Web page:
The African continent continues to fall behind the rest of the world in terms of large and small scale renewable energy roll out. In contrast, some European countries like Germany are close to saturation point. A continent so rich in renewable energy resources, how do we unlock the value of renewable energy in Africa?
If there is one glaring commonality in most African countries, it is the centrally integrated government structures which control the supply of electricity. Most governments in Africa appear to see their energy ministry and the associated utilities as a political tool and an opportunity to foster a developmental state.
The developmental state is central to most ruling party’s loyalty program in the form of jobs for votes. The end result in some cases is multiple energy utilities in the value chain and a bloated staff compliment. The reality is that the developmental state is an epic fail. It is a breeding ground for corruption and requires regular bailouts to keep the wheels turning. The overarching consequence is stagnation in energy production capacity and grid infrastructure development.
We must also not forget the legacy of colonialism and its effect on the energy sectors in countries in Africa. The colonist ‘master’ installed limited electricity grid infrastructure to service their own economic interests. As a result, the governments of Africa would always be on the back foot when it comes to electricity grid expansion and production. But like the adoption of the cell phone from having no phone at all, the people of Africa will readily adopt electricity from renewable sources from having no electricity at all.
At this point in time, only seven countries—Cameroon, Côte d’Ivoire, Gabon, Ghana, Namibia, Senegal and South Africa have electricity access rates exceeding 50 percent.
The obvious way of overcoming this challenge is to de-centralise the supply of electricity in African countries. More recently, there have been a number of green shoots projects initiated by NGO’s and Aid Organisations in Uganda, Tanzania and Kenya attempting to do just that. They take the form of small off grid- mini grid projects servicing identified villages which previously had no electricity supply.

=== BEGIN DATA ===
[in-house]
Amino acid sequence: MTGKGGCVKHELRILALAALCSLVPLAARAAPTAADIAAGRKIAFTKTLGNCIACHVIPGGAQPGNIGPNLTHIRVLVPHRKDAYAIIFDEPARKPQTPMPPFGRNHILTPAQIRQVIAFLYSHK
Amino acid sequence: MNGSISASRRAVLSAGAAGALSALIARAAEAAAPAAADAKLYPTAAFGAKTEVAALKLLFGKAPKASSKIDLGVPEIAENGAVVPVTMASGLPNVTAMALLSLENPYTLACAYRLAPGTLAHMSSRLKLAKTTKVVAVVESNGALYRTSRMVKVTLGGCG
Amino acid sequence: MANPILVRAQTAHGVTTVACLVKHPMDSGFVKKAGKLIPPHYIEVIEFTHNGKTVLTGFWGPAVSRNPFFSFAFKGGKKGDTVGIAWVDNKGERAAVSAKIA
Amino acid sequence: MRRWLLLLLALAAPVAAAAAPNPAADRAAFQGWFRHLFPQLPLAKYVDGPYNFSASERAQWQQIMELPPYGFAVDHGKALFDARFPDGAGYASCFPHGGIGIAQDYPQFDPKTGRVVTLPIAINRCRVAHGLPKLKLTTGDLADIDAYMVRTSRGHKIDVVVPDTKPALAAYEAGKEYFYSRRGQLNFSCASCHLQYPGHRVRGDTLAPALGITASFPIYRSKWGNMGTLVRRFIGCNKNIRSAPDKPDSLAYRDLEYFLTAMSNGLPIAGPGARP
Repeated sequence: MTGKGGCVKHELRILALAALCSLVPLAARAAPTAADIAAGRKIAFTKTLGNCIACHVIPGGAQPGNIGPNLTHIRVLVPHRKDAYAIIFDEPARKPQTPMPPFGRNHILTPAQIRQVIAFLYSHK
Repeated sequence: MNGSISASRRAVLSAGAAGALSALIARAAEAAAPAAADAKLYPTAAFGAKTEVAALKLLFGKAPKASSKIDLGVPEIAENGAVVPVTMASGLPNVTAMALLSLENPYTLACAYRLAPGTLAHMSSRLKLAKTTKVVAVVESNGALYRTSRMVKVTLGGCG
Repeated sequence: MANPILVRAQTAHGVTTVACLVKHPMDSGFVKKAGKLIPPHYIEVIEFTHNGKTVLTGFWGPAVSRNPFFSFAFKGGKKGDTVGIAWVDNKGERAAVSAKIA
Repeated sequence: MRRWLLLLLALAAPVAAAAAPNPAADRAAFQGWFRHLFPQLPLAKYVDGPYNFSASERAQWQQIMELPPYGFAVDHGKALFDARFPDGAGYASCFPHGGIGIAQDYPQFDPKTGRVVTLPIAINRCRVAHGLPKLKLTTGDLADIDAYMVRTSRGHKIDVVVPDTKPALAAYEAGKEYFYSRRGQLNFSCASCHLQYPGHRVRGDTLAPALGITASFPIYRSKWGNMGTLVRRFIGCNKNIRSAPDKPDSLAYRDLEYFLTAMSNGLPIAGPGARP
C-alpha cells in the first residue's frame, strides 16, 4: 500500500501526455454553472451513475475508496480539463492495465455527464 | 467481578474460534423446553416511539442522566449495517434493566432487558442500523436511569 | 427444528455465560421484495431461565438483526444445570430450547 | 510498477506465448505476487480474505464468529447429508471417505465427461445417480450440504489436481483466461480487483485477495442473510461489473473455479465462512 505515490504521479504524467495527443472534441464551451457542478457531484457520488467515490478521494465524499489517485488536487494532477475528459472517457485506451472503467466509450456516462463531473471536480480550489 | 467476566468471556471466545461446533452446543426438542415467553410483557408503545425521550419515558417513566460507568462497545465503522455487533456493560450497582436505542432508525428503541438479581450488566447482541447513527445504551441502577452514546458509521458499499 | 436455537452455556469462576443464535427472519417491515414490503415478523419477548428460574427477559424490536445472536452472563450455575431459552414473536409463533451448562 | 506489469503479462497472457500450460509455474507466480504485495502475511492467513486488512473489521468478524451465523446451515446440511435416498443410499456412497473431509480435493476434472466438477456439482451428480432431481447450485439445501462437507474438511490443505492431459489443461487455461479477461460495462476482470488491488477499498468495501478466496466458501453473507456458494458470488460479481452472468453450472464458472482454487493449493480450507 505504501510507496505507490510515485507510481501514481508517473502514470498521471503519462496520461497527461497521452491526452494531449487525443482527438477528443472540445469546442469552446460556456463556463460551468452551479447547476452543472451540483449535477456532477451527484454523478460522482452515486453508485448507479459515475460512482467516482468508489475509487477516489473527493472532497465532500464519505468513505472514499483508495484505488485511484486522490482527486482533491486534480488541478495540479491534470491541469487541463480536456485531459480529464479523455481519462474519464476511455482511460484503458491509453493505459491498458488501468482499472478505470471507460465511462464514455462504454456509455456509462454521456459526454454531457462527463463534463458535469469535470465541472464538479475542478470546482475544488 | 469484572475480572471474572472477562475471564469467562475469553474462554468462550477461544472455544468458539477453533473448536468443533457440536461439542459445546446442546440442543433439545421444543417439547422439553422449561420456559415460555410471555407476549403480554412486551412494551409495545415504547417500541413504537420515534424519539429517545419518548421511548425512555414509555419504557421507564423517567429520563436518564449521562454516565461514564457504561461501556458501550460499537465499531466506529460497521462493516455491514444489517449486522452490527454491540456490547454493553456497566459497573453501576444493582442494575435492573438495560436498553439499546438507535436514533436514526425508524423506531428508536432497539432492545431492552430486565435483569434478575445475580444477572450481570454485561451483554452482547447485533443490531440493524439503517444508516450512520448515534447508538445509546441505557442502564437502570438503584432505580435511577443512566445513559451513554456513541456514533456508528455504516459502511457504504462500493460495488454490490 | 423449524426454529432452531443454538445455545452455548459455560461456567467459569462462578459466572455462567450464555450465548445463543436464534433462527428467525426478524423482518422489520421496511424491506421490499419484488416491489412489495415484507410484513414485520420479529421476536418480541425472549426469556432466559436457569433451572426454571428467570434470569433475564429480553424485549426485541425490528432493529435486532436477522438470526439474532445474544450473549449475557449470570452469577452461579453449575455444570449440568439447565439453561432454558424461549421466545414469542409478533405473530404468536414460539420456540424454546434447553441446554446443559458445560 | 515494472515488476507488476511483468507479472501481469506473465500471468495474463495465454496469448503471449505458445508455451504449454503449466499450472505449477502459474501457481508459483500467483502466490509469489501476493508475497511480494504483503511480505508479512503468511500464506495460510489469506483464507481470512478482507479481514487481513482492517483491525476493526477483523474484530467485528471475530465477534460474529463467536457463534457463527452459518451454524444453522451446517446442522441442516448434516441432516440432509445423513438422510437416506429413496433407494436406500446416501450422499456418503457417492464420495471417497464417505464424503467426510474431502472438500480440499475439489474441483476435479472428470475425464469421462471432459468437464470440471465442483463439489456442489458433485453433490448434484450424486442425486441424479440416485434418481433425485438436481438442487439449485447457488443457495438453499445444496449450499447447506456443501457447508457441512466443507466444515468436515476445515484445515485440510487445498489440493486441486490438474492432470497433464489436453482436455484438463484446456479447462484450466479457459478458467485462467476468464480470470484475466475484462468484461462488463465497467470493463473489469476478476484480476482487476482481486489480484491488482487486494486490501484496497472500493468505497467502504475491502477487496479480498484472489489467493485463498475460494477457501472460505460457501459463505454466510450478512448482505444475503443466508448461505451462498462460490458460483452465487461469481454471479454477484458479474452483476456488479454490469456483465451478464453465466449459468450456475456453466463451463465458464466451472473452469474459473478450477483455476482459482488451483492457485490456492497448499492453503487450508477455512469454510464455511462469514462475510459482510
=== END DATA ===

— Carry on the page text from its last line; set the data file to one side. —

The projects are structured in the form of a public private partnership and awarded through a tender program. The successful Independent Power Producer is responsible for power generation, operation and maintenance plus metering and billing to end user. The local Rural Electrification Authority provides the distribution and connection infrastructure for a nominal annual rent.
The projects are commendable but still not completely decentralised. The government owns the distribution and metering infrastructure. This poses a risk for the Independent Power Producer as their production can easily be cut off from the end user in the event of political unrest, a change in government or a simple disagreement.
Global energy trends are moving away from expensive coal and nuclear fired power stations that require long, inflexible timelines. Renewables offer clean, cheaper electricity with shorter timelines and a lot more flexibility. So it is really a case of adapt or continue to fall behind.
The only way large scale roll out of renewable energy projects in Africa can occur is through a decentralised system where whole or part of the value chain is under private control. This will involve government allowing private energy producers to supply power directly to government and/or the end users under a license. Governments in Africa simply cannot afford to do it themselves.
It is a massive strategy shift for most countries in Africa to contemplate. The benefits in infrastructure development, skills training, healthcare and education to name a few, are too good to ignore. Centrally integrated structures are all about control. In this case, if the control is relaxed, everyone in Africa might just have power one day.
Author: Bryan Groenendaal